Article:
In 1815, in company with his brother-in-law, Professor Stephen Alexander, le formed an image of the sun by pointing a telescope to that body and then drawing out the eye-tube of the instrument till the solar image was clearly defined on a screen. In this screen was cut a small aperture, closed by the surface of a thermopile. By motion of the telescope any part of the solar image could be brought on to the surface of the pile. A solar spot of considerable magnitude being then present, he brought it on to the pile and noticed the amount of deflection produced in the needles of the galvanometer by the thermo-electric current. Then the parts of the sun's image adjacent to the spot were brouglit to the thierinopile; and now he observed a greater deflection in the galvanometer than in the previons experiment; thus “ clearly proving," as he says, “ that the spot emitted less lieat than the surrounding parts of the luminous disk.”

This new method of research originated with Henry. It was shown to Secchi while he was in this country as Professor in the College of Georgetown. On his return to Europe, Secchi obtained no inconsiderable repute by extending these observations -- using the methods of Henry, but, I fear, not giving suflicient credit to the originator of them. But let that pass; for the bread which Henry cast upon the waters has returned to our own shoresthanks to the genius and perseverance of our colleague Langley'.

Most reluctantly do I here desist from citing further the works of Henry. It is impossible to crowd into one brief hour the thoughts which were his occupation during more than half a century. I have at least endeavored to exhibit before you the more important of the labors of his life. What shall we think of them? Surely they are on as high a plane as those of any of his contemporaries, and show as much originality as theirs in their conception-as much skill in their execution. Yet it has been said that Henry was not a man of genius. As I have not been able to find that the philosophers, who have the special charge of giving from time to time definitions of genins, have been able to come to any satisfactory conclusion among themselves, I will leave their company, and, with your liberty, take my definition from a book which, if we accredit Thackeray, is one of the very best novels ever written in English. After listening to this, you may form your own opinions as to whether Henry did or did not possess genius: “By genius I would understand that power, or rather those powers of the mind which are capable of penetrating into all things within our reach and knowledge, and of distinguishing their essential differences. These are no other than invention and judgment: and they are both called by the collective name of genius, as they are of those gists of nature which we bring with us into the world. Concerning each of which, many seem to have fallen into very great errors; for by invention, I believe, is generally understood a creative faculty, which would indeed prove most romance writers to have the highest pretensions to it; whereas by invention is meant no more (and so the word signifies) than discovery or find. ing out; or, to explain it at large, a quick and sagacions penetration into the true essence of all the objects of our contemplation. This, I think, can rarely exist without the concomitancy of judg. ment, for how we can be said to have discovered the true essence of two things, without discerning their difference, seems to me hard to conceive. Now this last is the indisputed province of judgment; and yet some few men of wit have agreed with all the dull fellows in the world, in representing these two to have been seldom or never the property of one and the same person."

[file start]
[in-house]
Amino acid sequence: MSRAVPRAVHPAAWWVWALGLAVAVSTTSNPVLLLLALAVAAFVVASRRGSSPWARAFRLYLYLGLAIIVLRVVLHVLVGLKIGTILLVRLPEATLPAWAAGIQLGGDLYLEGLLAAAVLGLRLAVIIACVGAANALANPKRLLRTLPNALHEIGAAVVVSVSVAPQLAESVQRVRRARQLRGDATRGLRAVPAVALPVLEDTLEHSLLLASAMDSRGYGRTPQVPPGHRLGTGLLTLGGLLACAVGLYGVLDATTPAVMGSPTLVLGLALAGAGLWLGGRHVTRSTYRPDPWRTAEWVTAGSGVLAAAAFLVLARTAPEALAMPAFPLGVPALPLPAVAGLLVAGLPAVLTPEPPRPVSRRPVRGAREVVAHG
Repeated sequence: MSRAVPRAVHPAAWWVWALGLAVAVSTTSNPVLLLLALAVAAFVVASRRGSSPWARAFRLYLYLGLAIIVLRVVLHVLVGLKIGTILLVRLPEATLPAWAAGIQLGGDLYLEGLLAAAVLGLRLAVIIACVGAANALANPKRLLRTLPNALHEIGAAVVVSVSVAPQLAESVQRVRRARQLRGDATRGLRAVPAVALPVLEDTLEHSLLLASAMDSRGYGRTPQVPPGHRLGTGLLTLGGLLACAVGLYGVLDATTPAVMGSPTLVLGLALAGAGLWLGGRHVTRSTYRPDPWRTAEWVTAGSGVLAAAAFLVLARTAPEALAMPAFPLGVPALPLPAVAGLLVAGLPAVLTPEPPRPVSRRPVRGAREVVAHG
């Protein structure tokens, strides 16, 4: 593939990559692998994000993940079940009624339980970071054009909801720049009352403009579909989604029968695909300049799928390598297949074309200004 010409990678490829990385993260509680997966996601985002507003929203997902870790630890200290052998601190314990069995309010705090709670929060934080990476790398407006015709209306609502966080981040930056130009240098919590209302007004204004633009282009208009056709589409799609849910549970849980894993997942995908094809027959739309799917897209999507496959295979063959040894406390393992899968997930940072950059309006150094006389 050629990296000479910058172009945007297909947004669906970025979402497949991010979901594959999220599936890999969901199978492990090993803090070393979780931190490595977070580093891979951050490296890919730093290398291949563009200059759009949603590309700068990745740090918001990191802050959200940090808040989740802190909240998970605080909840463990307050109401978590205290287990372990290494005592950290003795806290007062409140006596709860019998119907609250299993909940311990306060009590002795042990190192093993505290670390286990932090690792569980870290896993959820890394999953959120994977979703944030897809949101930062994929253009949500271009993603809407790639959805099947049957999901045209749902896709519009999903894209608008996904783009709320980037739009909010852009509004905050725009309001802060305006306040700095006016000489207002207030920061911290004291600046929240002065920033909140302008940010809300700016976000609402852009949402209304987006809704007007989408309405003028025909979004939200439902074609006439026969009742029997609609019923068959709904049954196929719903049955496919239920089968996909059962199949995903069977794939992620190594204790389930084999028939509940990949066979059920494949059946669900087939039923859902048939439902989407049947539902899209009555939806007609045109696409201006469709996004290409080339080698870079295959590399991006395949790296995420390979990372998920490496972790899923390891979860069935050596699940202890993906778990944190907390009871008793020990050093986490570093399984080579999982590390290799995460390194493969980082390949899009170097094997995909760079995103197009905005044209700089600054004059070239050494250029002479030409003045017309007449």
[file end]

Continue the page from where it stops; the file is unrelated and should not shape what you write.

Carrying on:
My own judgment, if of any value, would rank the ability of Henry — I do not say his achievements a little below that of Faraday. Indeed, their lives and their manners of working were strangely alike. Each born in humble condition, without any of the adventitious aids of position or influence, was destined apparently to mechanical occupation. Faraday was an apprentice to a bookbinder. Henry served in the same capacity under a silversmith. Each started in life with moral and benevolent habits, well developed and healthy bodies, quick and accurate perceptions, calm judgment and self-reliance tempered with modesty and good manners,-a good ground surely in which to plant the germs of the scientific life. Each, by innate force of taste and intellect, was impelled to the pursuit of knowledge under obstacles which would have damped the ardor of ordinary youths. Each, endowed with a lively imagination, was in his younger days fond of romance and the drama ; and, by a singular similarity of accidents, cachi had his attention turned to science by a book which chance threw in liis way. This work in the case of Faraday was “Mrs. Marcets Conversations on Chemistry," and the book which influenced Henry's career was “Gregory's Lectures on Experimental Fhilosophy, Astronomy and Chemistry." Of Mrs. Marcet's book Faraday thus writes :-"My dear Friend,-Your subject interested me deeply every way; for Mrs. Marcet was a good friend to me, as she must have been to many of the human race. I entered the shop of a bookseller and bookbinder at the age of thirteen, in the year 1804, remaining there eight years, and during the chief part of the time bound books. Now it was in those books, in the hours after work, that I found the beginning of my philosophy. There were two that especially helped me, the · Encyclopædia Britannica,' from which I gained my first notions of electricity, and Mrs. Marcet's · Conversations on Chemistry,' which gave me my foundation in that science.

"Do not suppose that I was a very deep thinker, or was marked as a precocious person. I was a lively, imaginative person, and could believe in the Arabian Nights' as easily as in the ' • Encyclopædia.' But facts were important to me and saved me. I could trust a fact and always cross-examined an assertion. So when I questioned Mrs. Marcet's book by such little experiments as I could find means to perform, and found it true to the facts as I could understand them, I felt that I had got hold of an anchor in chemical knowledge, and clung fast to it. Thence my deep veneration for Mrs. Marcet--first, as one who had conferred great personal good and pleasure on me; and then as one able to convey the truth and principle of those boundless fields of knowledge which concern natural things to the young, untaught and inquiring mind.

"* You may imagine my delight when I came to know Mrs.